CHI Memorial Chest and Lung Cancer Center is set to launch a new bus in the fall that will travel to distant areas to provide lung cancer screenings to local populations.

New mobile bus to bring lung cancer screenings to east Tennessee, north Georgia

July 16, 2020
by John R. Fischer, Senior Reporter
CHI Memorial Chest and Lung Cancer Center in Chattanooga, Tennessee is constructing a new bus designed to screen patients for signs of lung cancer, as part of its Breathe Easy program.

The new vehicle will replace a prototype launched two years ago that has since averaged approximately 100 low-dose CT screenings per month throughout all counties in east Tennessee and north Georgia within 90 miles of CHI Memorial. This includes underserved rural areas where rates of lung cancer cases tend to be higher, according to Dr. Rob Headrick.

"The advantage of having a patient in a screening program is that you are likely to diagnose the tumor when it is small and in an early stage when the treatment is simpler and the long-term prognosis is excellent," Headrick, thoracic surgeon at CHI Memorial Chest and Lung Cancer Center, told HCB News. "The country’s challenge has been getting someone to enroll in a screening program, especially when they feel good and are likely completely unaware of their risk as well as the benefits of being in a screening program. This mobile program was designed as a way to travel to those who are most at risk, not only providing that educational component but also making it very easy for those to get screened."

The prototype began operating in early 2018 and screened 548 patients in 104 sites during the 10 months it was available that year, the findings of which were recorded as part of a study on the bus’ efficiency.

The mean age for patients who boarded was 62 years old, with a mean smoking pack years of 41. Screenings revealed significant pulmonary findings in 51 patients. This included five cases of lung cancer, four of which were early stage. It also found non-pulmonary conditions in 152 individuals screened, with moderate to severe coronary artery disease being the most common and found in 101 patients.

The built-from-scratch design includes independent power, climate control, patient comfort, drivability, a portable CT scanner in the front, and a registration and shared decision-making area in the back. Operating it is a cross-trained team of a driver, a CT technician, a program director, a nurse practitioner, and a physician.

The bus can conduct screenings at places of employment, restaurants churches and other public venues. Patients board for 10 to 15 minutes to be scanned, depending on whether they are preregistered or a walk-up. After undergoing their scan, a physician on the bus will review the films directly with the patients. If no physician is present, images are sent wirelessly for immediate, same-day interpretation. Smoking cessation options are also provided, when appropriate. While insurance payments are collected when appropriate, screenings are offered for free to individuals who do not have insurance or cannot afford the $150 price. Patients only need to meet certain National Comprehensive Cancer Network guidelines.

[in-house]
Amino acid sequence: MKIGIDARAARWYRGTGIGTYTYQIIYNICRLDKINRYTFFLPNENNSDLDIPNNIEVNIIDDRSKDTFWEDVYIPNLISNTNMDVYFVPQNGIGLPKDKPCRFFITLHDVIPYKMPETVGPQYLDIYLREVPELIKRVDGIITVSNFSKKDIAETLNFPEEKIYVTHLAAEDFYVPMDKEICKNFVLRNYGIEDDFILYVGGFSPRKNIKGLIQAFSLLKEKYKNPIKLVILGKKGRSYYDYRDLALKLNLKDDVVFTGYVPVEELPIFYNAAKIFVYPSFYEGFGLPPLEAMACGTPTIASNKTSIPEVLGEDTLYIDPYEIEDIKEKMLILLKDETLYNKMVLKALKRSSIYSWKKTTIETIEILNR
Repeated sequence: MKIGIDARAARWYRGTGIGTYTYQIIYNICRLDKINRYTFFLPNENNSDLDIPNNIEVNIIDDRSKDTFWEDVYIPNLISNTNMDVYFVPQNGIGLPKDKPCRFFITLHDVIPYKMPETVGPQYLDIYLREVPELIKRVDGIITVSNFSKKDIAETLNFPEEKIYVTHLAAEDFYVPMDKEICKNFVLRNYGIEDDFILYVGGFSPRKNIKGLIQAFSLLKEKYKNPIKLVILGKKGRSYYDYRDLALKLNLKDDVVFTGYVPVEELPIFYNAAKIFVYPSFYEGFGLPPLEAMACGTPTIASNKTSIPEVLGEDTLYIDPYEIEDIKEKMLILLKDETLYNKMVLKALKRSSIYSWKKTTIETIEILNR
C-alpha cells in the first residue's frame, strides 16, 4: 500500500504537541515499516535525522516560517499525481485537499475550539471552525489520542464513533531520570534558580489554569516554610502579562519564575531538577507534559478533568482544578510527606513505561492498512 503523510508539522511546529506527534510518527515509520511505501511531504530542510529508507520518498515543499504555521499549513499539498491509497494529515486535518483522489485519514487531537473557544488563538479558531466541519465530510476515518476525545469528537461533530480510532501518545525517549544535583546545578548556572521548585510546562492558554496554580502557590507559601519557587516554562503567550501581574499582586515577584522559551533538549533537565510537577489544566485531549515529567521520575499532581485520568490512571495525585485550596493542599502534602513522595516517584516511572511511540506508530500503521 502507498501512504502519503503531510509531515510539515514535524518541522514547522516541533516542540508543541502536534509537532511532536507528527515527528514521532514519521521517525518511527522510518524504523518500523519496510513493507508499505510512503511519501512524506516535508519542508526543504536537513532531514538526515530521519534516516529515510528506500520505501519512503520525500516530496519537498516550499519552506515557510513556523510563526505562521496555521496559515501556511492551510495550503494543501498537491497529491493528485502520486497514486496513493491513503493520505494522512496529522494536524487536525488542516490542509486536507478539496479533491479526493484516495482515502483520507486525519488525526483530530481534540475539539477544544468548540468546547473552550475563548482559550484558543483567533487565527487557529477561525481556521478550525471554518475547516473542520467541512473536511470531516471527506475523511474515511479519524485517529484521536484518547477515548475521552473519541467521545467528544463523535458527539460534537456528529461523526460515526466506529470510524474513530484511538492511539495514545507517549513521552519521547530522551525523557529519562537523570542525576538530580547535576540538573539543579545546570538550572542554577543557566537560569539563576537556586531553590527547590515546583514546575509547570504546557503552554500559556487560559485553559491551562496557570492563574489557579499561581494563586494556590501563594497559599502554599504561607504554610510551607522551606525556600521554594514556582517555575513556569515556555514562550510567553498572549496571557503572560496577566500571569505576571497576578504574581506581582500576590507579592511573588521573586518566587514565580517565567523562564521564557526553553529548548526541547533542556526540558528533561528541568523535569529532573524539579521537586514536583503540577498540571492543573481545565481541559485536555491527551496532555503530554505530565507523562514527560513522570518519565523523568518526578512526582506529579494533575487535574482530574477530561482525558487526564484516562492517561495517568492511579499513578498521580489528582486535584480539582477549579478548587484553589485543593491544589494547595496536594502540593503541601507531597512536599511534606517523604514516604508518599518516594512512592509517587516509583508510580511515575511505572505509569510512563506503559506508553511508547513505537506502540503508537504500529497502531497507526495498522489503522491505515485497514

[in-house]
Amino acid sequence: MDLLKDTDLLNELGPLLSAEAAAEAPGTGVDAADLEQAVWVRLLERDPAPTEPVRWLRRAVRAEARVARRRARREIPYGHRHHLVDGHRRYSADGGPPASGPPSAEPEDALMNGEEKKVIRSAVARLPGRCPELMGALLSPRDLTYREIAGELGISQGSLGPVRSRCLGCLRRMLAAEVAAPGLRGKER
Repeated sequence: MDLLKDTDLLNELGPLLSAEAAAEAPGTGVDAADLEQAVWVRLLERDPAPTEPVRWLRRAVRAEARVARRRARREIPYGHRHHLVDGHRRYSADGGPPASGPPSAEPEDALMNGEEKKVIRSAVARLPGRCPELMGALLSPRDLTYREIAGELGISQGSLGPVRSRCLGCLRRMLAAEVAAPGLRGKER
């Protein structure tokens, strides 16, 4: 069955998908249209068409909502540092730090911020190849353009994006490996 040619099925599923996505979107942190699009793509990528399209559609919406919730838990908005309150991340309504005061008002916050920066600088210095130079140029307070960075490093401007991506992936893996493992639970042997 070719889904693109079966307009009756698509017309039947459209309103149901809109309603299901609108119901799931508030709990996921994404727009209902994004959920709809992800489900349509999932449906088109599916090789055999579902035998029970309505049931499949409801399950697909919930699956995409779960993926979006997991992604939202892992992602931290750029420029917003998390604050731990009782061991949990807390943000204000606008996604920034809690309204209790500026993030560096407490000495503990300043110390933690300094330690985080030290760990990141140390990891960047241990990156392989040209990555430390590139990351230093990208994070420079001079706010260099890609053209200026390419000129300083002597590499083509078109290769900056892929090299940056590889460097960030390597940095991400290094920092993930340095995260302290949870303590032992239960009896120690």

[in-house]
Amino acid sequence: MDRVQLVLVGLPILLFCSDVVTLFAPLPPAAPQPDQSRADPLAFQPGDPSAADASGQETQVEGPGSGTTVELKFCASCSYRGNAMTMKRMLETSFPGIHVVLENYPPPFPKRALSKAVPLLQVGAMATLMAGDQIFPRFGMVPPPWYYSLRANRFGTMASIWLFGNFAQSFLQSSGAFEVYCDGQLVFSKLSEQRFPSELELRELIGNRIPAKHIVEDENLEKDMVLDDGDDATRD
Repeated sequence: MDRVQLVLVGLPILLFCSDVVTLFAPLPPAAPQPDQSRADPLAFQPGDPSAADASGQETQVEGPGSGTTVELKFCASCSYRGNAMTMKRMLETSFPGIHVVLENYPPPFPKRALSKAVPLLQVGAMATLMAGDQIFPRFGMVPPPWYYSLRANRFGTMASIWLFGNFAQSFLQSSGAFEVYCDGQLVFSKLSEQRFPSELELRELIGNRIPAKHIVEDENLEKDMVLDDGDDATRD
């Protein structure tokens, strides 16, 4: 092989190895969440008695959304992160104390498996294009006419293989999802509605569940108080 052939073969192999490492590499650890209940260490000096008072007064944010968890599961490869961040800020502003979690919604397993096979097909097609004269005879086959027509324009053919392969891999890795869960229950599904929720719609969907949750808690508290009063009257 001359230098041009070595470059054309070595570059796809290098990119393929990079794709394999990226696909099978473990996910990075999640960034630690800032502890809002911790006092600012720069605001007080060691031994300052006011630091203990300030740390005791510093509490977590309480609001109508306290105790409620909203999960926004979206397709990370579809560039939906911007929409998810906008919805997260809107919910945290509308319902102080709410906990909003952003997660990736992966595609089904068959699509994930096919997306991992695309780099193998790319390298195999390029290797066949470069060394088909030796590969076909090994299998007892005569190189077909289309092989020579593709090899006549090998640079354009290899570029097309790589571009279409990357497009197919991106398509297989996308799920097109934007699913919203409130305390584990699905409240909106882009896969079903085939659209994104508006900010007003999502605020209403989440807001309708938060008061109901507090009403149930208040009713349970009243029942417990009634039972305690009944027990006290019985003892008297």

The Breathe Easy bus initially traveled two hours from its home base at CHI Memorial but now travels 1.5 hours to more easily manage patients and provide follow-up assistance. Even during the COVID-19 crisis, the bus continued screening patients in rural Tennessee and added diagnostic scans for patients in the CHI Memorial nodule surveillance program. Each patient enrolled is tracked through a centralized database and receives a follow-up annually. The program expeditiously provides follow-up testing or consultation with a provider, and connects patients with significant findings, such as lung cancer, immediately to a thoracic surgeon. Situations that involve only follow-up imaging can also be completed on the bus close to home, making it more convenient for the patient.

A financial analysis found that the break-even number of scans for the first year was 428. The Breathe Easy bus surpassed this by 120 scans, despite only scanning patients during 10 months in 2018.

The new bus will include a more advanced CT scanner and coronary calcium scoring capabilities, and will be able to implement immunizations and other much-needed population health measures in rural counties. It also will have a separate entry and exit way instead of a shared entrance and exit like the prototype, along with an improved interior to maximize space and throughput.

"This study was a feasibility study to see if this approach to healthcare was not only practical but economically realistic," said Headrick. "Currently, the governor of Tennessee, the speaker of the House and our state legislatures are evaluating a plan to place eight buses across the state of Tennessee covering all 95 counties. Each bus will be tied to a specific medical center with all eight buses working together. It will likely be done in multiple phases with the eastern half of Tennessee operational in the next 12 to 24 months."

He adds that "in this new era of the coronavirus it also provides a way to continue healthcare closer to home while keeping patients safe."

The new Breathe Easy bus is expected to begin screenings in late fall 2020.

The findings for the study on the prototype were published in The Annals of Thoracic Surgery.